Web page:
A Flash of Anger, a Charge of Racism and a Witness Who Says It Didn’t Happen
A ball person who stood within a few feet of an altercation between the professional tennis players Donald Young and Ryan Harrison at the New York Open on Monday said he witnessed the entire incident and did not hear any racially charged comments.
Michael Bruno, 26, gave that account to investigators at the ATP after Young accused Harrison in a Twitter posting of making a racist remark during the match. Harrison denied the accusation and, in his own social media post, urged anyone with audio or video of their angry exchange during a changeover to make it public.
Bruno said that in addition to his cooperation with tennis officials he also felt an obligation to speak publicly after seeing disparaging remarks about Harrison on social media. He called the criticism unfair.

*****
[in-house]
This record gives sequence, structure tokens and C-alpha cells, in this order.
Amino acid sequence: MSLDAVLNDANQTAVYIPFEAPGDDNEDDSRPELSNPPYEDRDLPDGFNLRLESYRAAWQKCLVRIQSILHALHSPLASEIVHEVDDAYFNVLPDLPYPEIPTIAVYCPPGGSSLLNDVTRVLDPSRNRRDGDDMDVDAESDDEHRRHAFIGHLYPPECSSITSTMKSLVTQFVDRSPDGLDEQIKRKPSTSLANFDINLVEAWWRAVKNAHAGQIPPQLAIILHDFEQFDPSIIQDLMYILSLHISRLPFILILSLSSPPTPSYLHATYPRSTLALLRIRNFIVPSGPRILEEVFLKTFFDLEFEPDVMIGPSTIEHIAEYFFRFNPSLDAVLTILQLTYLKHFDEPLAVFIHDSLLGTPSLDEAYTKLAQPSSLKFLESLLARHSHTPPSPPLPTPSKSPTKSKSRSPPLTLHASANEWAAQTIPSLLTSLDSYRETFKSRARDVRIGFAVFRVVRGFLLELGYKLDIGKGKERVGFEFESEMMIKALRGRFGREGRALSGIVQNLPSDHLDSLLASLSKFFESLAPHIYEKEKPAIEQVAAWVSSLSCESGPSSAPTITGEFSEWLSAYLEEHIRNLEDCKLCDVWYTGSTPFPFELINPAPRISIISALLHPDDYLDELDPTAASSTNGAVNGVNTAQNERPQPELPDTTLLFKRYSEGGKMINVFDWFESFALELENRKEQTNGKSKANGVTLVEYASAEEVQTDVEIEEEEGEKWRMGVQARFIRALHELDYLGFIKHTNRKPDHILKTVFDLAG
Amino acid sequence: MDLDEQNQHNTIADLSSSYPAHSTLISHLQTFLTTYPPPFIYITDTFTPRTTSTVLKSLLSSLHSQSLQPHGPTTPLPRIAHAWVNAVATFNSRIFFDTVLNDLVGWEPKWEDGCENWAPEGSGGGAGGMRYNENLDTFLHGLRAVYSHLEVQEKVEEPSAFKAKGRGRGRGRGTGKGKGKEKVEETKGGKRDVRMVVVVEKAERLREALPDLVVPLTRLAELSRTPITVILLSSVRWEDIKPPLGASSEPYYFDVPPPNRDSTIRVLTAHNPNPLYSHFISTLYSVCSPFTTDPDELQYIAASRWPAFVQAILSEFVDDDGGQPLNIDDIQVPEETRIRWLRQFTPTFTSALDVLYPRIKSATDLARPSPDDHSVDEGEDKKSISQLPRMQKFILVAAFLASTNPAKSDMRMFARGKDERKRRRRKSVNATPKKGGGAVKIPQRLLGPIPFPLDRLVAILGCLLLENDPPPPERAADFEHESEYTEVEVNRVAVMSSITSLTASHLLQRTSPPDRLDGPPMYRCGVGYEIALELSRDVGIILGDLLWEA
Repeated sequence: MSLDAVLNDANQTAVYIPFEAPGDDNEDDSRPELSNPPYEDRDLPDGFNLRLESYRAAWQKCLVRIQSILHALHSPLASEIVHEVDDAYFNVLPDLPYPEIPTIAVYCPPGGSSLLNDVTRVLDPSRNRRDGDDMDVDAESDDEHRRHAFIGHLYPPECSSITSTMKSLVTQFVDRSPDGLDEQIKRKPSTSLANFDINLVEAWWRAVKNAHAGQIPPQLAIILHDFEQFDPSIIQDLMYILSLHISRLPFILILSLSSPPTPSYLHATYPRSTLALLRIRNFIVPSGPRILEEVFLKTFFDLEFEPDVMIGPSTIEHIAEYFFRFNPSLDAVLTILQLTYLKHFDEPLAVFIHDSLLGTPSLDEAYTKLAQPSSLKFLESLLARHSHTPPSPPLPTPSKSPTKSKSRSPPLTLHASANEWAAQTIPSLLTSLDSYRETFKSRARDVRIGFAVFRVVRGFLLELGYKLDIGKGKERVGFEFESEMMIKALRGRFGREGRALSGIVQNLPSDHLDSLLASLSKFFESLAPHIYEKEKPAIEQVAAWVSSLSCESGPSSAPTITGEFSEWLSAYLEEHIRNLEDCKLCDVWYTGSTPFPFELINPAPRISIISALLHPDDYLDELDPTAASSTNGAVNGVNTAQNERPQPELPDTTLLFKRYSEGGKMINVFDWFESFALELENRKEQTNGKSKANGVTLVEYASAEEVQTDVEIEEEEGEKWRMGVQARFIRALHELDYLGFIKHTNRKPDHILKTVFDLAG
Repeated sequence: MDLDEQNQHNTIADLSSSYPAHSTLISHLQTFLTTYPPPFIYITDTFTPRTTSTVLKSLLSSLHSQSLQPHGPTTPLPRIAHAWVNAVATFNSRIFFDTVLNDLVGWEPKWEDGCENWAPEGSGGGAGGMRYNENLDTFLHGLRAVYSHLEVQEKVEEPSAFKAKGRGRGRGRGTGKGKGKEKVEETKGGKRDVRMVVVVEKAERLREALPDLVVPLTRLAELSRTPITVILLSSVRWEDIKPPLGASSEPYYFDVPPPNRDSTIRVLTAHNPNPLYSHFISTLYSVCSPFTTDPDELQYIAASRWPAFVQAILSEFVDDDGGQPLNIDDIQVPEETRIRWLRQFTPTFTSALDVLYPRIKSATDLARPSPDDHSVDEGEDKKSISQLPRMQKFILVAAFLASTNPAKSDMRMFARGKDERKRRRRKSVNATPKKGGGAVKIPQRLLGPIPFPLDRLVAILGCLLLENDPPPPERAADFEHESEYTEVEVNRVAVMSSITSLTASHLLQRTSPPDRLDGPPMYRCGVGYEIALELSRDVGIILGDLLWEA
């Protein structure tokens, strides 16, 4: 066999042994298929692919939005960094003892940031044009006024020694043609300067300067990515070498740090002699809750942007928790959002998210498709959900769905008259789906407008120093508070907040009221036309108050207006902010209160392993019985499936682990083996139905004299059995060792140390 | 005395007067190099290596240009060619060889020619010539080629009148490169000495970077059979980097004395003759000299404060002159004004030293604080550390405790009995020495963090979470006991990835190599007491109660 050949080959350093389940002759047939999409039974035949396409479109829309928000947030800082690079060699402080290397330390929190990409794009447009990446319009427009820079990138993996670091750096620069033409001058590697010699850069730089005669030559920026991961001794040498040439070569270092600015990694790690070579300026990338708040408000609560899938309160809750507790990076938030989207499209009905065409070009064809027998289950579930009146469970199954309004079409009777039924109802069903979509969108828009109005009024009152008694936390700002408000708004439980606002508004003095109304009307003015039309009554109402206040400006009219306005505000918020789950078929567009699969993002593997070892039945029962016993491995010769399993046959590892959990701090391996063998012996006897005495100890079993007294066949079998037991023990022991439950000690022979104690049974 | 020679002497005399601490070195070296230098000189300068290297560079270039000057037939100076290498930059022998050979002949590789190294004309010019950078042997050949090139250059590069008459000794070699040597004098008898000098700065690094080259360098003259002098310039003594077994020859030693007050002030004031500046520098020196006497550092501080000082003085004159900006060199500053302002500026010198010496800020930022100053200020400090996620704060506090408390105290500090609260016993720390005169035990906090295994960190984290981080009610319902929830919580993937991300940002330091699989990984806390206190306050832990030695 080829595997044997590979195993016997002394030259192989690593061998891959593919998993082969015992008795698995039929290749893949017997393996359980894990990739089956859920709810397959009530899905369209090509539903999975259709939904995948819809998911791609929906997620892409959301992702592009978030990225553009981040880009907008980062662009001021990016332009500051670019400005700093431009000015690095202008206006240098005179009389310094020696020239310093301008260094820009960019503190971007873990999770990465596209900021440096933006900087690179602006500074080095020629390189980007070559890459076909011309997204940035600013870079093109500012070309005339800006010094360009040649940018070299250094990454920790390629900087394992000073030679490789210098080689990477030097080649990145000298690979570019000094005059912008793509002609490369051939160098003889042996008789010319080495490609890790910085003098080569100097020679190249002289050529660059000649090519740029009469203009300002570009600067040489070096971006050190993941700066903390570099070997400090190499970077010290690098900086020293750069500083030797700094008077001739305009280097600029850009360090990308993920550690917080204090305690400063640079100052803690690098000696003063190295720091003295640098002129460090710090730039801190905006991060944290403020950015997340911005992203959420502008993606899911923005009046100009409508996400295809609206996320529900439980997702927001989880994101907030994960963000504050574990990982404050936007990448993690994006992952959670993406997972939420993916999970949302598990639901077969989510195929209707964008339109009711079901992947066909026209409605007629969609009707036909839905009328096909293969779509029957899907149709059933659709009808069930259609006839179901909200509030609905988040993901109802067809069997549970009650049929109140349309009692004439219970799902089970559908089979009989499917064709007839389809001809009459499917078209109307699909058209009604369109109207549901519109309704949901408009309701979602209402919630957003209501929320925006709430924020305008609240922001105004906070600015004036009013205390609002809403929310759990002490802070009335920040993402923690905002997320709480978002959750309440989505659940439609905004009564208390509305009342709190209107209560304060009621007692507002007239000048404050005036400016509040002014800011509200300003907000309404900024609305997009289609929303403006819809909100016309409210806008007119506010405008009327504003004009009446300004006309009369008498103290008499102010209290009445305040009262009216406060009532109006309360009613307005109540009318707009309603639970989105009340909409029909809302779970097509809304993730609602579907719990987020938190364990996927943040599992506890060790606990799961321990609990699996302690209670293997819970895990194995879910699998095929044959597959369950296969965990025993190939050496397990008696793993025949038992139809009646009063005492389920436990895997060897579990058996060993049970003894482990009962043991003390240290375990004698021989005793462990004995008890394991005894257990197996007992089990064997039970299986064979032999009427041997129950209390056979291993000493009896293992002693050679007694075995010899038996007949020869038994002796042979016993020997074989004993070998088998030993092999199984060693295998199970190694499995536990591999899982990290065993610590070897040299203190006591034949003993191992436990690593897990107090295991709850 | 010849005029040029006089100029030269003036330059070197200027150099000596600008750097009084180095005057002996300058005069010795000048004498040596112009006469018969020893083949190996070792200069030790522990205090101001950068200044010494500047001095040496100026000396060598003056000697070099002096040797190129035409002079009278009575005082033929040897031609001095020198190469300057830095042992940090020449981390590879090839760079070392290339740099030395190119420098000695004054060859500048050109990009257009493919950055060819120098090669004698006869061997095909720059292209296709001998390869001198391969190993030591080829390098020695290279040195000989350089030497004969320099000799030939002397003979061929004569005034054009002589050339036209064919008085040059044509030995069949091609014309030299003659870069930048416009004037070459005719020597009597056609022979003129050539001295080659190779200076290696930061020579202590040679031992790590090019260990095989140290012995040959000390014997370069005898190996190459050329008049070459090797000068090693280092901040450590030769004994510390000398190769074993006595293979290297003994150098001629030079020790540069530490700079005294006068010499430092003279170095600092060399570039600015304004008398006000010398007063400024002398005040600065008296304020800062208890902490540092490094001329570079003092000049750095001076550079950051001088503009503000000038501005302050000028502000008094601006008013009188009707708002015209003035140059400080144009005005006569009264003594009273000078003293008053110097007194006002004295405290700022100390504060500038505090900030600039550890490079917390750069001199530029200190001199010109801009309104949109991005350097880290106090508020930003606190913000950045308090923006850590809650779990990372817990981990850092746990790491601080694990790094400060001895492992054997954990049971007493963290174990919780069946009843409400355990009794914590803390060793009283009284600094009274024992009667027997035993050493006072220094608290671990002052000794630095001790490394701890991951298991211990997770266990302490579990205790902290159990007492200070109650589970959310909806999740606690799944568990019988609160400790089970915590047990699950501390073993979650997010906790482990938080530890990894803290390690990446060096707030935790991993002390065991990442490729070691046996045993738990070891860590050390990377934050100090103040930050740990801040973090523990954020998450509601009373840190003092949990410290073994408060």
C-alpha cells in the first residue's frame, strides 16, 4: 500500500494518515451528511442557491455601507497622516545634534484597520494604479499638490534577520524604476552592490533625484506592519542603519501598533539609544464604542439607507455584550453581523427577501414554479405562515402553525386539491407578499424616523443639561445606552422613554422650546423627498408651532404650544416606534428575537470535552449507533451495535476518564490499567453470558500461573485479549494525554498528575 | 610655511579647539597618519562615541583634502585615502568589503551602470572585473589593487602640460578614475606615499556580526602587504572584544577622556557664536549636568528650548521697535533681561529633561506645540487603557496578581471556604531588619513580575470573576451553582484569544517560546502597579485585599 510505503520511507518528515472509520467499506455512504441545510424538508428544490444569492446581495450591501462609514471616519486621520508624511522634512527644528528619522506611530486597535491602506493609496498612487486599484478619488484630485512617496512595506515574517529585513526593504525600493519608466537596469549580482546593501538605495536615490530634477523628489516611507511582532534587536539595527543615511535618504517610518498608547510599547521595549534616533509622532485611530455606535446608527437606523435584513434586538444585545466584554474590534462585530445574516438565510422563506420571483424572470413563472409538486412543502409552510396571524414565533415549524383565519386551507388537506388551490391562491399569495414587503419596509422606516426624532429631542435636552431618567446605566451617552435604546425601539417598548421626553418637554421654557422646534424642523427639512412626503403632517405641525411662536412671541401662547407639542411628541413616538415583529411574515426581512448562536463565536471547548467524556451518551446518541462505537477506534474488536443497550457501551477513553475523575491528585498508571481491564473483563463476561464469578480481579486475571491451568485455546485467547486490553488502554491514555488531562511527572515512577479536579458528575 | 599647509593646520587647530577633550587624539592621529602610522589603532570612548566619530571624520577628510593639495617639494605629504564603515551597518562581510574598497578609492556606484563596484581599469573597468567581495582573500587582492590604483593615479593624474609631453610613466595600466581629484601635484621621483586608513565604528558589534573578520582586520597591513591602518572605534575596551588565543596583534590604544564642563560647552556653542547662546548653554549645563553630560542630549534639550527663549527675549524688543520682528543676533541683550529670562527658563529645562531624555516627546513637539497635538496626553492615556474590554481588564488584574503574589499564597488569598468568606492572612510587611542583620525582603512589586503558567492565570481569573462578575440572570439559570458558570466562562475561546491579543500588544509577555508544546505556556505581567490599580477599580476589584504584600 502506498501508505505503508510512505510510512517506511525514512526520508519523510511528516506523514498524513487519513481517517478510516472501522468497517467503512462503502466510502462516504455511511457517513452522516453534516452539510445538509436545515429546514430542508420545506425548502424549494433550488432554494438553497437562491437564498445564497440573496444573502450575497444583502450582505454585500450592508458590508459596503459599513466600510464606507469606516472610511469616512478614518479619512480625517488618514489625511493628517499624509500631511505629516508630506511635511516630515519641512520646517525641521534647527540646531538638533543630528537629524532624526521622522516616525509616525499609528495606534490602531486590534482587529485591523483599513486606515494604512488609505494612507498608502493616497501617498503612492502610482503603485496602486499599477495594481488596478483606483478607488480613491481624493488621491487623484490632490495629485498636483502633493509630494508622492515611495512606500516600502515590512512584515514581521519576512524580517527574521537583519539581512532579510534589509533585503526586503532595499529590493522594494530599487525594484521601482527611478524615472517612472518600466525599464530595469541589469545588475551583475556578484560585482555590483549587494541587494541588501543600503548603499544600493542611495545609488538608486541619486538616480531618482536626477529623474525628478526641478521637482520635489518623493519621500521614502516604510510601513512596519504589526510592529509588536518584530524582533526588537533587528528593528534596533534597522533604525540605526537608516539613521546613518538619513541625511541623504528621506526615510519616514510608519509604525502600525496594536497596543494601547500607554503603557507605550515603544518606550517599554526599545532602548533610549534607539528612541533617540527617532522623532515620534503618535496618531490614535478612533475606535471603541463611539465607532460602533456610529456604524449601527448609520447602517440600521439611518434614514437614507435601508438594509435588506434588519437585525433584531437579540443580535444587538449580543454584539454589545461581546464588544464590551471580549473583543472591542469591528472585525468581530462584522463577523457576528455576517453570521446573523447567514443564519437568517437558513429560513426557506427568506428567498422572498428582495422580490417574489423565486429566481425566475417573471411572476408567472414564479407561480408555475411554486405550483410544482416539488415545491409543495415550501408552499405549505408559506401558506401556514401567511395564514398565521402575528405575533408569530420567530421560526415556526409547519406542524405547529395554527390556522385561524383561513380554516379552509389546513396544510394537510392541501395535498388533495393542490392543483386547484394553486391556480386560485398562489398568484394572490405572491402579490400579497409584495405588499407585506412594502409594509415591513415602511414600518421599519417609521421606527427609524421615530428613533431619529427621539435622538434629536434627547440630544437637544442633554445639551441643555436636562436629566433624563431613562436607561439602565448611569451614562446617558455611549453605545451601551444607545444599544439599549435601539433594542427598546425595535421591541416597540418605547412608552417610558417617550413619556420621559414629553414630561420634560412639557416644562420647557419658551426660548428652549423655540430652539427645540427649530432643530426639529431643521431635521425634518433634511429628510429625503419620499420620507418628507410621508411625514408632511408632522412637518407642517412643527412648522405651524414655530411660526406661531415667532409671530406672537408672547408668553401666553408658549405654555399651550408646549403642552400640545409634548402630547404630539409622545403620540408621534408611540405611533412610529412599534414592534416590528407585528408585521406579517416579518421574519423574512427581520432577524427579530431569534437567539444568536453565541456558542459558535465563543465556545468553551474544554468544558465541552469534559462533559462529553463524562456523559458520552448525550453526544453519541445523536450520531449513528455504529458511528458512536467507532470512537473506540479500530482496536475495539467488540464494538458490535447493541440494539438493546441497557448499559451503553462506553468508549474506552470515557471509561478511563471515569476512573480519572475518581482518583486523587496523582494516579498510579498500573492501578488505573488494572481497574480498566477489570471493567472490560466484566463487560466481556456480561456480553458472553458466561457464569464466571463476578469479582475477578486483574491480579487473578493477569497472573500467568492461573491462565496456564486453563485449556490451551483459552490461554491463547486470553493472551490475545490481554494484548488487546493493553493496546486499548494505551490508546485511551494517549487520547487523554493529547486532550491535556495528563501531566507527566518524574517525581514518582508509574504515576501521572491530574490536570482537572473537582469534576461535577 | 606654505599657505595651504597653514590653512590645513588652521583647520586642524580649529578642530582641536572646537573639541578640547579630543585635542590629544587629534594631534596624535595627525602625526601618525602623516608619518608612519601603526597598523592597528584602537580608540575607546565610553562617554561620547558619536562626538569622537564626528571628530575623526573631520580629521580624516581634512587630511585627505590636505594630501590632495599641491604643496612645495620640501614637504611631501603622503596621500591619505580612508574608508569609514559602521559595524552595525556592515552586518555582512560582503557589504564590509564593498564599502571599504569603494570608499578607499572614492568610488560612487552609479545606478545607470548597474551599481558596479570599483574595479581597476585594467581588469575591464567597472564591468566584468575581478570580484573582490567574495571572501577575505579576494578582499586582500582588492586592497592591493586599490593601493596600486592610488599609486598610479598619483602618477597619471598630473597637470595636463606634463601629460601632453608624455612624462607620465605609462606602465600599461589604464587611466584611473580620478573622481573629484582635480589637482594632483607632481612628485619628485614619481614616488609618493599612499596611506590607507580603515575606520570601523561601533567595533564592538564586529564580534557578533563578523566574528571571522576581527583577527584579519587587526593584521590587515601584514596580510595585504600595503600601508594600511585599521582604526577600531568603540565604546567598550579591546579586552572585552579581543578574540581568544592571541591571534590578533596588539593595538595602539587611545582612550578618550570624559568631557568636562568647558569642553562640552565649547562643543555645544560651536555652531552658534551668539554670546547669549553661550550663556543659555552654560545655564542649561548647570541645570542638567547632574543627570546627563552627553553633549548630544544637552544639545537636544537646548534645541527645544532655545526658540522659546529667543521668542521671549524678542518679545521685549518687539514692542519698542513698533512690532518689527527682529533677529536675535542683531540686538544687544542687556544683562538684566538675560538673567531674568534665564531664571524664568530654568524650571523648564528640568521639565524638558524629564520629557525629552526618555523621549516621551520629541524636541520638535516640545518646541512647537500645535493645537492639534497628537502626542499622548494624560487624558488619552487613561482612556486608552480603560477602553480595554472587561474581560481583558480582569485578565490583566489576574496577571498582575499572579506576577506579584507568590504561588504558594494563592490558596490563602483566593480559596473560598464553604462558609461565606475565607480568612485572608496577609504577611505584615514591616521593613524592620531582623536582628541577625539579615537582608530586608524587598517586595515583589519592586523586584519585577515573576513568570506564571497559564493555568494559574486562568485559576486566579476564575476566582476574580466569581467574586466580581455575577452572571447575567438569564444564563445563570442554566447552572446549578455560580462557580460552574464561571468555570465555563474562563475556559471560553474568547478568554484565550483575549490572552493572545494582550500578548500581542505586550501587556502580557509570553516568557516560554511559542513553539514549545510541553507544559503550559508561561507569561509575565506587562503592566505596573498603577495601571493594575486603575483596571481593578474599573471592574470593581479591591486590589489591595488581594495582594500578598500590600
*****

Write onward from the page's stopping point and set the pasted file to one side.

The ATP, the organization that runs the men’s professional tennis tour, announced on Friday that its investigation of the incident found no evidence to support Young’s claim.
“All available evidence was reviewed including match footage and interviews with match officials and other tournament personnel who were in close proximity of the players,” the statement said. “Unfortunately, the audio recording on the match footage did not pick up verbal exchanges between the players. At this time no evidence has been found to support the allegation that Ryan Harrison used a racial slur during the match.”
Bruno’s account and the findings of the ATP’s investigation suggest that either Young fabricated the claim about a racial epithet or no one else heard it.
In an unusually explicit insight into an on-court incident, Bruno said he clearly heard and remembered everything that was said, and also spoke to all the other ball people involved — a matter of course for ball people after a match. They all concurred, he said, that they heard foul language and threats and that the incident almost became physical, but no racial slurs.